Heroic is a very talented group of players and certainly hold the means to win, should the key players on the teams above not turn up. With their roster and form depleted since the player-owned organization was created, however, I don’t believe they’ll reach the final. 

Fourth place - LDLC

Masterminded by the revered Belgian captain Kevin "Ex6TenZ" Droolans, LDLC was one of the teams Rogue defeated to claim their Global Challenge trophy. Reaching the final of a tournament only days before they appear in Leipzig bodes well for the team, whose star player, Antoine "to1nou" Pirard, shone particularly bright, suggesting that the team certainly has what it takes to make it far this weekend.

I see them getting out of groups ahead of qwerty and Fnatic Academy, but after that, the level of competition will be too stiff for the team to defeat, hence why I see them placing in the top-four.

Out in groups - qwerty

Not much can be said about the new home of Mikail “Maikelele” Bill, as they are still an untested lineup. Individual skill doesn’t seem to be particularly good on the team, with Bill being the standout player by quite a large degree. He can certainly push his team to the playoffs as his performances with the legendary NiP were far from poor recently, but I can’t imagine them beating LDLC or Heroic to a top-two spot in their group.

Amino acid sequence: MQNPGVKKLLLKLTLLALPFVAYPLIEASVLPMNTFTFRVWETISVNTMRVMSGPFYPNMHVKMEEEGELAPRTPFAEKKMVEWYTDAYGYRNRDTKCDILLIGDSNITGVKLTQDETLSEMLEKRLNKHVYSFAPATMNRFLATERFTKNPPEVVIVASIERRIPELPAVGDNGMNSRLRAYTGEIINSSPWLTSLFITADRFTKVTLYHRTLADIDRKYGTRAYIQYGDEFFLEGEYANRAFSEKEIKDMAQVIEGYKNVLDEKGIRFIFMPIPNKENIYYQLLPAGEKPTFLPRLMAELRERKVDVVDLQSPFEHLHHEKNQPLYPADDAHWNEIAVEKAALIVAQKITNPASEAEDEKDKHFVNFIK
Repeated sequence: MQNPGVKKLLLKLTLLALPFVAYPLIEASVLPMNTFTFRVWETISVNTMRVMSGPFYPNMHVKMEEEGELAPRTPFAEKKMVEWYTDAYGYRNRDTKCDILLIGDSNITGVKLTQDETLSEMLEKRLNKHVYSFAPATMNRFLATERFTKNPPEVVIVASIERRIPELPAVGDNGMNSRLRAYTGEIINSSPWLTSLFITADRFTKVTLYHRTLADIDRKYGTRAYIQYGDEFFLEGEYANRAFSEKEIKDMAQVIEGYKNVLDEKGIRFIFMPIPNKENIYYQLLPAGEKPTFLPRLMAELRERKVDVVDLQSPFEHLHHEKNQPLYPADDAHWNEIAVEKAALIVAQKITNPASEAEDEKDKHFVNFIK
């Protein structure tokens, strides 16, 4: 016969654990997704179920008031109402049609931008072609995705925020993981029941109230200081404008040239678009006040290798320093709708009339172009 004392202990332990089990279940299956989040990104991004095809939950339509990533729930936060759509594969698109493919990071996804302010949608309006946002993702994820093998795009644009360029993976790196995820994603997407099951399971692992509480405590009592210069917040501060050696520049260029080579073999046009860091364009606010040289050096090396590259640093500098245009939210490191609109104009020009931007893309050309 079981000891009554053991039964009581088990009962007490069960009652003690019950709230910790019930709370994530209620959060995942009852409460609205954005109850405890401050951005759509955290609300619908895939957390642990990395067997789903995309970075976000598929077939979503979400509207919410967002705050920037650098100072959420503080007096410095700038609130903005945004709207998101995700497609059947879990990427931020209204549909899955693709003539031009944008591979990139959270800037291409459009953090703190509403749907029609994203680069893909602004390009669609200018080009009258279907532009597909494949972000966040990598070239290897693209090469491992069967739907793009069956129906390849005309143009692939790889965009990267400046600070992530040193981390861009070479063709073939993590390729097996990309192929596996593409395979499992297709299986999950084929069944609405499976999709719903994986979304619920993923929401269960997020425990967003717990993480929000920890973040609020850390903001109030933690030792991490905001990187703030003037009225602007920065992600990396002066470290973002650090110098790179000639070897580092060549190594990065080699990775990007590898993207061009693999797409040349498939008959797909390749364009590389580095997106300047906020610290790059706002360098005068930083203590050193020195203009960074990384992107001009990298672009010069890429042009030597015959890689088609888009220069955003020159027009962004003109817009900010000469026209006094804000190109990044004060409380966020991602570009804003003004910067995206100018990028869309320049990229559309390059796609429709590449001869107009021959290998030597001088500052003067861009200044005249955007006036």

Out in groups - Fnatic Academy

Fnatic shares a similar story as qwerty. Both are capable teams but both find themselves in a group that is also inhabited by LDLC and Heroic. Due to there only being two who make it out of the groups, it doesn’t seem feasible that Fnatic Academy can be one of those.

An interesting player to watch from the team will be David "jayzwalkingz" Kempner, who raised eyebrows with his spectacular performance under Crowns at the last ESEA Global Challenge, picking up 41 kills in one map that only went 26 rounds with Echo Fox.

Out in groups - Vega Squadron

The CIS team comes into the tournament with some infamousy after causing the final of NiP’s losses, which prevented them from reaching the ELEAGUE Major. Their best-of-one win over the Swedes showed that the Squadron could pull wins out of seemingly most games, but they have little else on their resume to suggest they can beat the likes of BIG, F3 or Rogue in a best-of-three. I don’t think they can make it out of the groups, but a win against NiP shows one thing: don’t count these guys out. 

Out in groups - BIG

It pains me to have to predict BIG not making it out of the groups on home soil and at their offline debut, but due to the layout of the groups, it’s what I see happening. FlipSid3 and Rogue are my picks for who advances from Group B, leaving no room for the recently-formed BIG. The team’s official debut went well, however, with a three-map encounter with mousesports not only going the distance, but consisting of contested maps. The team is made up of an abundance of talented fraggers and leaders too, so hope isn’t lost for the team. It’s just yet to be seen if the early days will yield either success or if their lack of practice together will shine through.


Who do you think will win DreamHack Leipzig 2017? Let us know your thoughts by commenting below or tweeting as @GAMURScom.

Photo credit: DreamHack

The author, Cam "clootch" Brierley, can be reached on Twitter @clootch_cs or by emailing cameronbrierley@yahoo.co.uk